McKinney, Bancroft & Hughes is acting for the court-appointed US receiver of the Peter Rogan (Irrevocable) trust and RPP Finance Trust, which together lost just over $5.5 million as a result of Caledonia's collapse into insolvency.

"According to the liquidator, Caledonia lost approximately $24.5 million in funds of various fiduciary clients in this liquidation when Jitney Group/The Jitney Trade, Vincent de Rosa, George Georgiou, Karen Georgiou and Ron Wyles sold fiduciary assets to cover the overdrawn balance resulting from a margin call not responded to by Caledonia and its client, Ron Wyles," Mr Hamilton alleged in his affidavit.

"According to the affidavit of the liquidator, sworn on November 30, 2011, the loss to the Rogan Trusts resulting from the improper sale of fiduciary assets is equivalent to 22.4835 per cent of the total loss suffered by fiduciary clients affected by the Jitney loss.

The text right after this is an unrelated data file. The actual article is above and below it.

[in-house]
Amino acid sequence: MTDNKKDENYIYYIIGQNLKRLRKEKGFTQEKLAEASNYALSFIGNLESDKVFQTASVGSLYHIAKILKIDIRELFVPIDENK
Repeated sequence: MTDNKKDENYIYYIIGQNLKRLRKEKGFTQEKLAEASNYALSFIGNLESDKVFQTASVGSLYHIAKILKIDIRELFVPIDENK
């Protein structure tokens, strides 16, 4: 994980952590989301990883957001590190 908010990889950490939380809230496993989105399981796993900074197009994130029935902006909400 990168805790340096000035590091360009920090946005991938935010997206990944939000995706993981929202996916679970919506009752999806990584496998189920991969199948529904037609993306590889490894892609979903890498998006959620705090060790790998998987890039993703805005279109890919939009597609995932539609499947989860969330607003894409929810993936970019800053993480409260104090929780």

"The liquidator has advised the court that Caledonia does not have sufficient funds to pursue the claims against Jitney. In these circumstances, unless an alternative arrangement is implemented the claims against Jitney arising from Caledonia's losses of approximately $24.5 million would be abandoned upon the completion of the Caledonia liquidation."

So as "to preserve the actual or potential claims" against Jitney and the former four-strong Caledonia client group, Mr Hamilton said the summons, which his affidavit was supporting, proposed that the Supreme Court order that Mr Kikivarakis send a letter to all fiduciary clients.